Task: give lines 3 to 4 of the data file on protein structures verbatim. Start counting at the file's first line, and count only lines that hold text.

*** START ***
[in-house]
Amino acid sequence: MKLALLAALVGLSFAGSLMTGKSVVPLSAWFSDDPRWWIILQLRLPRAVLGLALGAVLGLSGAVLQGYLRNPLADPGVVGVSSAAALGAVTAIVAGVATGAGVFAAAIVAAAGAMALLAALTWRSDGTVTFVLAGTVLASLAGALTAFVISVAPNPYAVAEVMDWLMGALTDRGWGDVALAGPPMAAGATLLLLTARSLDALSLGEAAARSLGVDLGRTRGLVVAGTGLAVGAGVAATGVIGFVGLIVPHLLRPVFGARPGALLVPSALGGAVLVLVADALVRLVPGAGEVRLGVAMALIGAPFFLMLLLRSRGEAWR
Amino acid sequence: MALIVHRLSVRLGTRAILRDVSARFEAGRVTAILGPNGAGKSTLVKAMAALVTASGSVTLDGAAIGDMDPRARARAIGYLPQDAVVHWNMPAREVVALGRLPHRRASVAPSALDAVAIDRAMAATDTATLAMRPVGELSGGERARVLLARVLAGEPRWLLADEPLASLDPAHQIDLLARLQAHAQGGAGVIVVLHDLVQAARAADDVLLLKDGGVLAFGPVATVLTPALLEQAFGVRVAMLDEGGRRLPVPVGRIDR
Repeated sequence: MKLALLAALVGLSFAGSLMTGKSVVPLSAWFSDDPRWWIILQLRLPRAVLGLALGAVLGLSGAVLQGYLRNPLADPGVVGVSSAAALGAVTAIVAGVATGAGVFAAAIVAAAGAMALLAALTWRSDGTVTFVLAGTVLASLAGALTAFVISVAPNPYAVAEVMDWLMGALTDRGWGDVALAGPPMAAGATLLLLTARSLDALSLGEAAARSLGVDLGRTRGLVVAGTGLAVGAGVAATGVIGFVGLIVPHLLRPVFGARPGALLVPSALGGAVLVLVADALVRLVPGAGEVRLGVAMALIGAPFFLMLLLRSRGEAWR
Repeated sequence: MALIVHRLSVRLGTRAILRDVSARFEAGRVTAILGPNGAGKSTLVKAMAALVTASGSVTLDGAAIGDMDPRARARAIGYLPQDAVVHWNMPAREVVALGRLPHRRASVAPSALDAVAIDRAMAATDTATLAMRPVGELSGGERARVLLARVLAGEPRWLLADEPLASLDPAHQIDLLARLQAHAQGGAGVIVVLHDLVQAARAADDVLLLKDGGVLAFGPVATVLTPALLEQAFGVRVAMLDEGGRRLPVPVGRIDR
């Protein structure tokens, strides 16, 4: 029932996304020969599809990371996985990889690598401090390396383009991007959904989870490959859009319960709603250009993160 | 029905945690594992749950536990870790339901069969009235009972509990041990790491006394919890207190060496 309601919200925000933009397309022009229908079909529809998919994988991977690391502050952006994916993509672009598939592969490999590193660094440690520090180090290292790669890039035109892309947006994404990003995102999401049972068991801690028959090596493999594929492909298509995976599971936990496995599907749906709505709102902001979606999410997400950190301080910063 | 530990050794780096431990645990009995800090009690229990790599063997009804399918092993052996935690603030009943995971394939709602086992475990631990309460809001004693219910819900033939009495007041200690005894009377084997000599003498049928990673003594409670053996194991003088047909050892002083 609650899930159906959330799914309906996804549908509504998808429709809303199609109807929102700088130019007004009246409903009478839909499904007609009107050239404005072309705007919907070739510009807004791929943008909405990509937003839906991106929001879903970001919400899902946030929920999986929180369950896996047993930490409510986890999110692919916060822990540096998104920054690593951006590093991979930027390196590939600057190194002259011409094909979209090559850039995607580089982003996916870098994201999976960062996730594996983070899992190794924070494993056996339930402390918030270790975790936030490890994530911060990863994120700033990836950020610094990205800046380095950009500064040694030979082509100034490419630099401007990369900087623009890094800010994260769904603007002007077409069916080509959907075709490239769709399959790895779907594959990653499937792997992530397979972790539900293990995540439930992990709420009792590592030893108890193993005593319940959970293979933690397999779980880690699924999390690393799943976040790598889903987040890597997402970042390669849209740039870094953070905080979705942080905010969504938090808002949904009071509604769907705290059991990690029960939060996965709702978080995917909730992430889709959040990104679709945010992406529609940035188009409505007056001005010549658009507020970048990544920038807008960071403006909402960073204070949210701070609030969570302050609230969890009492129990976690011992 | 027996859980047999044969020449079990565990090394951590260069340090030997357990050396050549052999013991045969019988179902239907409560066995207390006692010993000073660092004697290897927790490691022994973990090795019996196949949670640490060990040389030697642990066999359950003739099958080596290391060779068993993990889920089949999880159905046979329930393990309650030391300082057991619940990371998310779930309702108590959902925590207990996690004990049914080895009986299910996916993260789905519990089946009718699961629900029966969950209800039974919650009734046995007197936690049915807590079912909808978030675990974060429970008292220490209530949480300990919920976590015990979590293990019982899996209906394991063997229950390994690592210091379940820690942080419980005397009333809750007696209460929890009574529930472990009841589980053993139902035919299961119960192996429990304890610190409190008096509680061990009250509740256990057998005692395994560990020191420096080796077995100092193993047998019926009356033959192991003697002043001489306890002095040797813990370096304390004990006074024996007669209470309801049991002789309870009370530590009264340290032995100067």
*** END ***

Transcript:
Amino acid sequence: MALIVHRLSVRLGTRAILRDVSARFEAGRVTAILGPNGAGKSTLVKAMAALVTASGSVTLDGAAIGDMDPRARARAIGYLPQDAVVHWNMPAREVVALGRLPHRRASVAPSALDAVAIDRAMAATDTATLAMRPVGELSGGERARVLLARVLAGEPRWLLADEPLASLDPAHQIDLLARLQAHAQGGAGVIVVLHDLVQAARAADDVLLLKDGGVLAFGPVATVLTPALLEQAFGVRVAMLDEGGRRLPVPVGRIDR
Repeated sequence: MKLALLAALVGLSFAGSLMTGKSVVPLSAWFSDDPRWWIILQLRLPRAVLGLALGAVLGLSGAVLQGYLRNPLADPGVVGVSSAAALGAVTAIVAGVATGAGVFAAAIVAAAGAMALLAALTWRSDGTVTFVLAGTVLASLAGALTAFVISVAPNPYAVAEVMDWLMGALTDRGWGDVALAGPPMAAGATLLLLTARSLDALSLGEAAARSLGVDLGRTRGLVVAGTGLAVGAGVAATGVIGFVGLIVPHLLRPVFGARPGALLVPSALGGAVLVLVADALVRLVPGAGEVRLGVAMALIGAPFFLMLLLRSRGEAWR